Related Links

Feature

Customer Service is King


Greg Valero

A challenging economic climate, coupled with increasing local and off-shore competition in the surface finishing industry, is forcing businesses to pay closer attention to satisfying customers. The Golden Rule, "Do unto others as you would have them do unto you," may seem self evident in the way we try to conduct our personal lives. Yet, this axiom is assuming new importance as a guiding principle in business.

The growing significance of meeting—or exceeding—customer demands for quality service has special implications for small businesses. It is in this arena that small companies can set themselves apart from competition. According to a recent three-year study by the National Federation of Independent Business, small businesses that put heavy emphasis on customer service were more likely to survive and succeed than competitors that emphasized advantages such as lower prices or type of product.

According to the Small Business Administration (SBA), quality customer service begins with your employees. Some of the most effective "extras" are really basic adages of conducting good business, such as answering the phone by the third ring, treating customers respectfully and courteously at all times, greeting them by name, promptly answering their questions, and getting back to them with a response as quickly as possible if you don't have the answer handy.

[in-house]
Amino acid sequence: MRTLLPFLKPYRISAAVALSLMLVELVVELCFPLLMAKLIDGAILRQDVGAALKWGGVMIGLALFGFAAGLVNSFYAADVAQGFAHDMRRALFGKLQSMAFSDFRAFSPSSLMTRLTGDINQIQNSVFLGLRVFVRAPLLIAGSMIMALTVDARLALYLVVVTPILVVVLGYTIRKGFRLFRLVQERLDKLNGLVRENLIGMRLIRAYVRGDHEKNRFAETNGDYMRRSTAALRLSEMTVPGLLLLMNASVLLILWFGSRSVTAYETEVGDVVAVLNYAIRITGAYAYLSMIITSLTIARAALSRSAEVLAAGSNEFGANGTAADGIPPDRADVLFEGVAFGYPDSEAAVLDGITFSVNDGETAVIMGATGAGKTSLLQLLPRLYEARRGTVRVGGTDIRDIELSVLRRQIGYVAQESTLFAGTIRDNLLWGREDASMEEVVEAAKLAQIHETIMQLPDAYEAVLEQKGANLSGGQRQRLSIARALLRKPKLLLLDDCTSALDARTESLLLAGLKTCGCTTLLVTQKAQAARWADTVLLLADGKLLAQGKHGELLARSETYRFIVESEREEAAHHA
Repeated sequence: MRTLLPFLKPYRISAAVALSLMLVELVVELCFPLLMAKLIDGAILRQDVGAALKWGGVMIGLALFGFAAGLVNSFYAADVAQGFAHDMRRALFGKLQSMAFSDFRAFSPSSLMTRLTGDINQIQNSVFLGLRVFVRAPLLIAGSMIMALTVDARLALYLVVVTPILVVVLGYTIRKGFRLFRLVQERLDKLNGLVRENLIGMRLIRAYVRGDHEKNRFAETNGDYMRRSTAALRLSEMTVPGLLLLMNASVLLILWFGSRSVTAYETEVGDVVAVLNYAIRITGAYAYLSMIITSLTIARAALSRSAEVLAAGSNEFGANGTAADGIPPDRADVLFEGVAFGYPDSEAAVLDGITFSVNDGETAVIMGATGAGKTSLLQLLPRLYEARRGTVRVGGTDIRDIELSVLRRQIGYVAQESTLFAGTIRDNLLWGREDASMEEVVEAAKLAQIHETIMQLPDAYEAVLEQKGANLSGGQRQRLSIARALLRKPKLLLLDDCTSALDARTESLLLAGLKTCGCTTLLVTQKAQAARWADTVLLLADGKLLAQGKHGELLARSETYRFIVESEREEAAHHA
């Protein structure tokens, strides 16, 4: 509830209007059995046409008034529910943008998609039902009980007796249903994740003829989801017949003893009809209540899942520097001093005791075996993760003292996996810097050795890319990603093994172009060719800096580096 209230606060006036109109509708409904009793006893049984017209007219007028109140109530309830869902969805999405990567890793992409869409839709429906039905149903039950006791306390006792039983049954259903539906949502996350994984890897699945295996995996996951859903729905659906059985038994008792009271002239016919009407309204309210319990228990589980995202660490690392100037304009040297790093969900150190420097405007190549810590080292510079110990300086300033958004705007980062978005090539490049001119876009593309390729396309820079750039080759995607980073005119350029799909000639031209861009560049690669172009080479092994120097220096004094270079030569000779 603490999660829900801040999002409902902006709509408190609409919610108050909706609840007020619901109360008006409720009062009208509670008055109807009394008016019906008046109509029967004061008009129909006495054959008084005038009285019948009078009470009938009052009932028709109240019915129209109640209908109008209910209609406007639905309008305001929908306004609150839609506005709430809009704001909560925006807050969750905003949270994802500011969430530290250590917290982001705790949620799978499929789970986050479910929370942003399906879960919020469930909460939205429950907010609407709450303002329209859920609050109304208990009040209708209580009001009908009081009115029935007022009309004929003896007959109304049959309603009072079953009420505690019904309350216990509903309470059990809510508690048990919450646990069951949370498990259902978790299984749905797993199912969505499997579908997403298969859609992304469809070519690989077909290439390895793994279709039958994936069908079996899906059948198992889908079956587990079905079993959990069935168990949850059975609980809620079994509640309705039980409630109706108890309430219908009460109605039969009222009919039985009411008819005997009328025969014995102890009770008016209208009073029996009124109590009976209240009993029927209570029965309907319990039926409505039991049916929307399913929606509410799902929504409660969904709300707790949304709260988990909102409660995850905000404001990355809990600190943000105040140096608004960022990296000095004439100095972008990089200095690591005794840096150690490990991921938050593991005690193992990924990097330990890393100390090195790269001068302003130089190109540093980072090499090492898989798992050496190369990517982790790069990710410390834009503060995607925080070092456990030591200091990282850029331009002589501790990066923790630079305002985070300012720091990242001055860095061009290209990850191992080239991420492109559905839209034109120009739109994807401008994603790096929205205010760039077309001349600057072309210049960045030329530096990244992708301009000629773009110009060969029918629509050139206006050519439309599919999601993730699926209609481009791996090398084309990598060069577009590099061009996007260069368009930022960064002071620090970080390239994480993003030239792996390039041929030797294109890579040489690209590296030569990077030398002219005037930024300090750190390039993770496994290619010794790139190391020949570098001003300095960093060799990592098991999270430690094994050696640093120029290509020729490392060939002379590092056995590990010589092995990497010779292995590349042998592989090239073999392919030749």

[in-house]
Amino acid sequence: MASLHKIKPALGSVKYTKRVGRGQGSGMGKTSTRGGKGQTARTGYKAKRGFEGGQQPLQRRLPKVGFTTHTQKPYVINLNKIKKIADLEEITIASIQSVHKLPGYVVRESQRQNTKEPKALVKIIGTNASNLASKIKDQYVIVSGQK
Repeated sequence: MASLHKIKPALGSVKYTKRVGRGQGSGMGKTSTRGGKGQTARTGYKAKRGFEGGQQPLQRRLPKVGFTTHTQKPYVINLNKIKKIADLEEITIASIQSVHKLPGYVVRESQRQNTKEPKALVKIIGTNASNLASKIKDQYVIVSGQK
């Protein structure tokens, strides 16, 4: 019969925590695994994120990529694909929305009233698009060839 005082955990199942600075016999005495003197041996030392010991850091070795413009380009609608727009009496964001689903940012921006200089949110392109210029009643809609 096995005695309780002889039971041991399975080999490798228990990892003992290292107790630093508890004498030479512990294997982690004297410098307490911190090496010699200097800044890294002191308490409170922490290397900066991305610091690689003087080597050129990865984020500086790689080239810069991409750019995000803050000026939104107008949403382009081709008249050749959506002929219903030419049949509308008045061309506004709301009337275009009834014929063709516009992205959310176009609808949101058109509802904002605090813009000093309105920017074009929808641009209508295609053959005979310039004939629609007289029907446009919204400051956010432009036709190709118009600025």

If you want your business to be successful, you must listen to customers and talk with them as well. The SBA advises training employees to focus on what the customer is saying, then tailoring products or services to meet their needs. Consider the potential consequences if you don't: the Customer Service Institute reports it costs five times as much to attract a new customer than to keep an existing one satisfied.

Moreover, a good relationship with customers necessitates paying attention to every link in the distribution chain. This means listening to everyone who helps get your products to market and asking them for suggestions on improving your service. Be sure to take advantage of feedback from employees, especially those whose everyday job is dealing with customers. Lastly, set standards, make sure everyone in the company understands them, and then reward employees for achieving your service goals.

No business, whatever its size, can afford to take customers for granted. In order to remain successful, you must give your customers what they want—not what you think they want.
 

Contact the author

Share this article

More services

 

This article is featured in:
Editorial  •  Industry Trends & Happenings

 

Comment on this article

You must be registered and logged in to leave a comment about this article.